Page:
What aspect of your current position do you find most rewarding? Kat: The opportunity to undertake meaningful analysis for Australia’s leading corporations which are used by industry leaders to make decisions that shape the strategic direction of their company. I also get to work with some of the brightest minds in the business on a daily basis. The theme of this publication is ‘The Road Ahead’. What do you think are the biggest challenges that female professionals may face in their careers, and what is your advice for overcoming them?

Kat: If it’s work experience you’re looking for, do your research and reach out to businesses in your areas of interest. Look at a wide range of options and don’t narrow down your options too soon – now is the time to look as widely as possible so that you can get a good feel for what it is you might like to move into after uni. In striving for your goals, what would you say are your main motivations and inspirations? Kat: Thinking big picture. And setting challenging goals that will continue to challenge me. If you could say something to your 18-year-old self, what would you tell her?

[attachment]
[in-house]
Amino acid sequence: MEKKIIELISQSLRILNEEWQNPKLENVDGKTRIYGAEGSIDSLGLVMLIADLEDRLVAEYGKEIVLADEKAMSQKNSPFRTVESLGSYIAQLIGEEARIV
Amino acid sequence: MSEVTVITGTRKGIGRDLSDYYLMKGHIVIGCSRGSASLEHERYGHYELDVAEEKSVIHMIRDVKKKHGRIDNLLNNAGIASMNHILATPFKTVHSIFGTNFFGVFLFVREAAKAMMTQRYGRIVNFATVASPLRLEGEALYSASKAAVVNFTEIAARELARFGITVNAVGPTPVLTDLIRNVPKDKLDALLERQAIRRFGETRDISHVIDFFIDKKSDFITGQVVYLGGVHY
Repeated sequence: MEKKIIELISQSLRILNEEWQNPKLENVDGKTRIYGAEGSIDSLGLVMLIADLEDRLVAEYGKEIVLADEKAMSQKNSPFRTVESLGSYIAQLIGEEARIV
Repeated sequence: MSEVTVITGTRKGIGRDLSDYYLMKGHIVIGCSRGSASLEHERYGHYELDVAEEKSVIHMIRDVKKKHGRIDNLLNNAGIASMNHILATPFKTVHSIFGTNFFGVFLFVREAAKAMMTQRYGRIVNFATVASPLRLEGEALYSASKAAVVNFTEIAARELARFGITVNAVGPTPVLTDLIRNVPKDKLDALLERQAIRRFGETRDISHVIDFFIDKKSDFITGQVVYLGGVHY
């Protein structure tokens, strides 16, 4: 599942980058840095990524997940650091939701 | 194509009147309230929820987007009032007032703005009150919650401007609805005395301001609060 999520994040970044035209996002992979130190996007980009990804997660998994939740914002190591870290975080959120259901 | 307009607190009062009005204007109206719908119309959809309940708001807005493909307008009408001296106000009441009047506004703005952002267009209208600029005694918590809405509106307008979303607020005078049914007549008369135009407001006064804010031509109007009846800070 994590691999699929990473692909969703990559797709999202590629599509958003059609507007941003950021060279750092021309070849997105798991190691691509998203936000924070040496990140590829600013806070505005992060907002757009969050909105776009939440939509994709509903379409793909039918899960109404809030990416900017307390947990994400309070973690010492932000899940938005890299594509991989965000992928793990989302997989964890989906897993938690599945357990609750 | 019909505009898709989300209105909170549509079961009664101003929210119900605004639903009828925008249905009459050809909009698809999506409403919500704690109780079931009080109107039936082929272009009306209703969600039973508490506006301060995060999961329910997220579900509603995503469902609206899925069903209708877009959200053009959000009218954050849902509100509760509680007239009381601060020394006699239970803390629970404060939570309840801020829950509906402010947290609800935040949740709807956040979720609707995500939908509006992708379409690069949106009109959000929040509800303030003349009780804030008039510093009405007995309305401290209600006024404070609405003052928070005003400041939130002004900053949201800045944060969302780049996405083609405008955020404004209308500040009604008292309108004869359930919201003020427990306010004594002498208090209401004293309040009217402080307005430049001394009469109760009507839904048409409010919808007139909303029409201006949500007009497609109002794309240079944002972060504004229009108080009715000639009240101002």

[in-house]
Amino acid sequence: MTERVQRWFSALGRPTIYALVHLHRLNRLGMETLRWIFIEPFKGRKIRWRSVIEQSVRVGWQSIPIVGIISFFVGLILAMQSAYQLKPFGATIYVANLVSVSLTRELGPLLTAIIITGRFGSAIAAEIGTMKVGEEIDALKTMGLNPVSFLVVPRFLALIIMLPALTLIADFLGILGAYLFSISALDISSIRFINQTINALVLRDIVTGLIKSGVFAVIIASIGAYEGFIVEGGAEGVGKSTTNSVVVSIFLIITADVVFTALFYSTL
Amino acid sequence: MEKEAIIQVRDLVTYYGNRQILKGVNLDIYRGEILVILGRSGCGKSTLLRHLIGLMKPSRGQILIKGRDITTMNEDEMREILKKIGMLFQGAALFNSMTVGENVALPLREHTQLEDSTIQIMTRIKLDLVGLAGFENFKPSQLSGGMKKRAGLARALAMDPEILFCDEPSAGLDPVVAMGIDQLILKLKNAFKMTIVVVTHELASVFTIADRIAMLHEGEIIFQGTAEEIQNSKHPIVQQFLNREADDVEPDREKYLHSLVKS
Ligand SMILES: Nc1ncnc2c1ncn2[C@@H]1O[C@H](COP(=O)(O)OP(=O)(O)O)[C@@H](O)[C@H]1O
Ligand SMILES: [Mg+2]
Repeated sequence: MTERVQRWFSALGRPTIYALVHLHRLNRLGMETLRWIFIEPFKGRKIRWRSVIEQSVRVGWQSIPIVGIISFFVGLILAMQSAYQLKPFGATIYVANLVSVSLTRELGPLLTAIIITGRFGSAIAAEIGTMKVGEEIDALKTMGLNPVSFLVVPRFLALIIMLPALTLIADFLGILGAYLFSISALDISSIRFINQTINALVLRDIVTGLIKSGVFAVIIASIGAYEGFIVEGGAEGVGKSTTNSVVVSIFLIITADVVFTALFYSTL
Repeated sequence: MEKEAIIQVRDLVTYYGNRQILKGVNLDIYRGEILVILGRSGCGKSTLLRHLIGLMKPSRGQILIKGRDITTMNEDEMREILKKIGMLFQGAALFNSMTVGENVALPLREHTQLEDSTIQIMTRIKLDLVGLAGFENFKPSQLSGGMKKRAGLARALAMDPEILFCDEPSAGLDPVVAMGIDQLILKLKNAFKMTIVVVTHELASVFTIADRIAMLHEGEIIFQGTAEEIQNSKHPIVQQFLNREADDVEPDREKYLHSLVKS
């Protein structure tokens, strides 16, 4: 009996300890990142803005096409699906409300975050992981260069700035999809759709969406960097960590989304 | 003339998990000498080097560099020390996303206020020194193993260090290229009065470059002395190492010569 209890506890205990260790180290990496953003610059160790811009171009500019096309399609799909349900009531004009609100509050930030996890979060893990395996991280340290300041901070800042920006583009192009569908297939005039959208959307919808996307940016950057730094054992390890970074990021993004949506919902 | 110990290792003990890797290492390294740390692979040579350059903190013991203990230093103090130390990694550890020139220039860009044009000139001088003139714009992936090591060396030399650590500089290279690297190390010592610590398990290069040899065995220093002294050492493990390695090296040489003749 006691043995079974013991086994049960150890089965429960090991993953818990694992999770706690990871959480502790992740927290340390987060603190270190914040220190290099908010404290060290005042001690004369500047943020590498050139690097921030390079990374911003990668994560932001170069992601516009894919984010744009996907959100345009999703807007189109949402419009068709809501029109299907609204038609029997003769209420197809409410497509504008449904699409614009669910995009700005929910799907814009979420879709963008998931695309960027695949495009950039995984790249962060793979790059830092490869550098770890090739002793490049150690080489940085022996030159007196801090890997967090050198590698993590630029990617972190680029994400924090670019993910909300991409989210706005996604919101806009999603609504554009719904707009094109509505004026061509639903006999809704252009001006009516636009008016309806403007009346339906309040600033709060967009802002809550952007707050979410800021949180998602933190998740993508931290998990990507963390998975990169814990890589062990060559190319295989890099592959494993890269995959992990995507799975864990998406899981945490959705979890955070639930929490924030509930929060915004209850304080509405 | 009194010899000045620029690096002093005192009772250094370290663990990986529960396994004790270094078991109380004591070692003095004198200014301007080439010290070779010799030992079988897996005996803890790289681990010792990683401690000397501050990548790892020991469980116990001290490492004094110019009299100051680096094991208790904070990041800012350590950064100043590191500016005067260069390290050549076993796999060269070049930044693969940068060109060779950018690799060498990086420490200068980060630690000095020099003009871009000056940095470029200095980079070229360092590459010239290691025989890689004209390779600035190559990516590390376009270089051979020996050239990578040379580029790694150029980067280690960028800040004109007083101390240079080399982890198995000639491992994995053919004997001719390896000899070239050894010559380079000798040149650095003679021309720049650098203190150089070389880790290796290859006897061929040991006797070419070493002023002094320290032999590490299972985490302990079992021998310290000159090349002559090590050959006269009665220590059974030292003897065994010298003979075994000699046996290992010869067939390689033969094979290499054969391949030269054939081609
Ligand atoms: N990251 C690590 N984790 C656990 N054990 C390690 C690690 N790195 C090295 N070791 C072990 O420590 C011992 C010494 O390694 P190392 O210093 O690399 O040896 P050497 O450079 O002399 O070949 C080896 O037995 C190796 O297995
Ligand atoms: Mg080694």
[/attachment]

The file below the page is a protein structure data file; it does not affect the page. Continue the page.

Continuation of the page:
Kat: My advice would be to back yourself, work hard, embrace opportunities, think flexibly, speak up and support others – this is key to ensuring that capable and well deserving female professionals are progressing through the ranks and to improve the retention rates of professional females.

Kat: Back yourself. And stop stressing that you still don’t know exactly what it is that you want to do in your career yet – you still won’t know the answer 100% in ten years’ time. 15


Exclusive Interview Tina Hu Analyst in Real Estate Investing Bachelor of Commerce/Law University of New South Wales

Q For our younger students who may be looking to undertake an internship next year, how would you advise they spend this summer?

A From an interviewer perspective, we look for wellQ What is your background? A I studied a Bachelor of Commerce and Bachelor of

rounded individuals, not just academics. During your university years (not just the summer), try to get involved in university and/or have work experience. These experiences are good examples to use to demonstrate what skills you have.

Law at the University of New South Wales and was a cadet at PWC. I also worked at Dixon Advisory and JP Morgan in Equity Research during my university years. I am now a third-year analyst at Morgan Stanley in Real Estate Investing.

Q